Everybody Has A Plan Review

Ana Piterbarg’s debut feature, Everybody Has A Plan, on paper has a really unique and interesting set up; mixing internalised drama with crime thriller but made with the feeling of arthouse realism. Starring Lord of the Rings star Viggo Mortensen, Everybody follows a set of twins (both played by a very sombre and often boring Mortensen) who live very different lives. Agustín is a renowned doctor in the city, with a wife, a beautiful apartment and plans to adopt a baby whilst Pedro is a low life who lives in a remote Argentinian swampland, where the brothers were brought up and is mixed up with criminals from the area.

Although he has everything he could possibly want, Agustín seems to be going through a psychological crisis about where his life is going and he does not see a way out. When he tell his wife, Claudia (a powerful Soledad Villamil) that he no longer wants to adopt a baby, she tells him that their marriage is over and she is going to continue with the plans they had made. Whilst she is away visiting family and giving Agustín time to get his life together, he is visited by Pedro who comes with the news that he has terminal cancer and that he wants help to be put out of his misery. Pedro tells Agustín that there is a good sum of money hidden with his bees, which he keeps back at home, and that he can have when Pedro dies but he neglects to tell his brother about the web of criminality that he is caught up within.

Whilst the first part of the film is slow paced and delicately shot, Agustín’s is much more interesting because the drama seems to be happening in his head, where he is quarrelling with himself about where he is in life. There are long shots where Agustín is just looking out and the audience are left to try to understand what is going on in his head. The close ups are hugely interesting in the first part of the film because the audience are growing closer to the character and forced to try and understand him. This seems to be the strength of the film, where Piterbarg is asking the audience to sympathise with her character and allow themselves to be immersed with him. Mortensen does self reflection very well and carefully moves, with emphasis on certain nuances of his character – money isn’t everything. The other side of the story; the criminal side is poorly crafted because there is little motivation for the audience to try and figure out what is happening. There are packages of violence, which seem to come out of nowhere and although they leave consequences for the characters, the audience are in no way forced to care.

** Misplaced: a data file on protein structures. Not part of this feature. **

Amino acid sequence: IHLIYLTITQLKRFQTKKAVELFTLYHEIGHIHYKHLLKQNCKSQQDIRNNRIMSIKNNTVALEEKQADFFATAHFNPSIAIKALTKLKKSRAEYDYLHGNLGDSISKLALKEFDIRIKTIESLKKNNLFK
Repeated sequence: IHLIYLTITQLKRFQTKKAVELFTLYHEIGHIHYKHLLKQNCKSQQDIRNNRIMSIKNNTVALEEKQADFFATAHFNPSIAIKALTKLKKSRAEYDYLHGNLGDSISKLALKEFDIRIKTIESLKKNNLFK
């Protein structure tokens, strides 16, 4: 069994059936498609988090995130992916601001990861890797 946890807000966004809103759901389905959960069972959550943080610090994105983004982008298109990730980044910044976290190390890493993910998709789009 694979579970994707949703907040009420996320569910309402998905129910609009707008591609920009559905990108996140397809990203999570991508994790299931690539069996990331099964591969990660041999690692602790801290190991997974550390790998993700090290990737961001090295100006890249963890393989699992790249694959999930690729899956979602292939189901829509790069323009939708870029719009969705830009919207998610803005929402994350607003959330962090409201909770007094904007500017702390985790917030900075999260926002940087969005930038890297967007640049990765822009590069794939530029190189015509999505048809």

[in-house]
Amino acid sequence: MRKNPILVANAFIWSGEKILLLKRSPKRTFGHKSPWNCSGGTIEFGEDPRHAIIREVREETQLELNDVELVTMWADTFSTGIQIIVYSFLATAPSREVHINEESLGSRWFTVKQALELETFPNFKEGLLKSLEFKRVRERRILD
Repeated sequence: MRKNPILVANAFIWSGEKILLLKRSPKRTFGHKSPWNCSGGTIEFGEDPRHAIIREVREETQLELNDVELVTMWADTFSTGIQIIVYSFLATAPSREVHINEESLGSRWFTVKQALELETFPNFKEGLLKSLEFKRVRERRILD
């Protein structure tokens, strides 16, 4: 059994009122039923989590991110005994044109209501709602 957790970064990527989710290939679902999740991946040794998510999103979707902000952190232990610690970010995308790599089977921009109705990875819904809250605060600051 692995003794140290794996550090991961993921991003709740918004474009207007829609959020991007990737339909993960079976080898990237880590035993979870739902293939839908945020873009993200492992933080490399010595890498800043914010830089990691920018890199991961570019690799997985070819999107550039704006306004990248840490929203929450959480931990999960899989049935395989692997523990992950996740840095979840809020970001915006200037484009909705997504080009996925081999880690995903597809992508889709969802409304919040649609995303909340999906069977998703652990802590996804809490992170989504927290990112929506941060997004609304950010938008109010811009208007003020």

When Agustín seizes the right opportunity to kill his brother, he hatches a plan to disappear and take his brother’s life. Although this seems like an interesting twist, Piterbarg does nothing to investigate the outcome of leaving your life for another, except for a beautifully shot scene in prison where Claudia realises what has happened after she discovers Pedro in her bathroom. Instead the story is suddenly more interested in leaving behind any internal contemplation of what has happened and becomes more involved in the crime happening in the Argentinian backwaters. This is why the second half of the film is less powerful because although a slight story of cat and mouse is instigated and Agustín is forced to work out what is going on along with the audience, he never sees any urgency or importance in it and therefore the film loses all integrity in its crime element. As I mentioned earlier, the film has a very certain arthouse style, focusing for long periods of time on certain shots and filmed with a sense of realism, it makes it stand out against the average crime thriller and yet after a while, you feel like you are just watching pretty pictures on screen with a very loose narrative.

Where the narrative fails to entertain, the atmosphere is dark and chilling, which certainly does hold up part of the entertainment. Piterbarg has created a truly beautiful film but she seems to have taken on too much by trying to pull together too many genres for her feature. She certainly has a skill in filmmaking and that is very clear from the stunning final shot in the lake as boat pulls out towards an unknown future and a delicately filmed sun but in terms of telling a story, it seems she has some way to go.

Many of the decisions taken by Agustín are too out there for his character and for the calibre of the story and therefore it becomes more and more difficult for the audience to understand without any succinct explanation about what is going on. As I have previously suggested, it becomes easy to stop caring about the outcome to any of the characters.

Everybody Has A Plan is interesting, yes, but doesn’t succeed in the genre piece it really tries so hard to become. It’s a well shot film, which is unfortunately let down by poor storytelling and boring, uninventive characters. Even Mortensen doesn’t perform well in the film because his character seems stuck in a permanent state of crisis, which he isn’t able to talk about and therefore work through. The ending is the only ending possible for his character, which is shame because there could have been much more energy in this story.

About The Author

Reviews Editor, Contributor and Festival Coordinator

Ollie has written for Front Row Reviews pretty much since its inception about seven years ago whilst still studying Film & Television. Since then, he was trust into the world of independent film distribution and has recently started working with Picturehouse Entertainment in their Marketing Department. Having written and produced two radio series, he is moving hoping to (one day) write a web series/short film/feature (delete as appropriate ;)). His favourite director is David Lynch (which makes him make a lot of sense!) and his favourite films are The Hours, Mulholland Drive, Volver, Blade Runner and Bridget Jones Diary.

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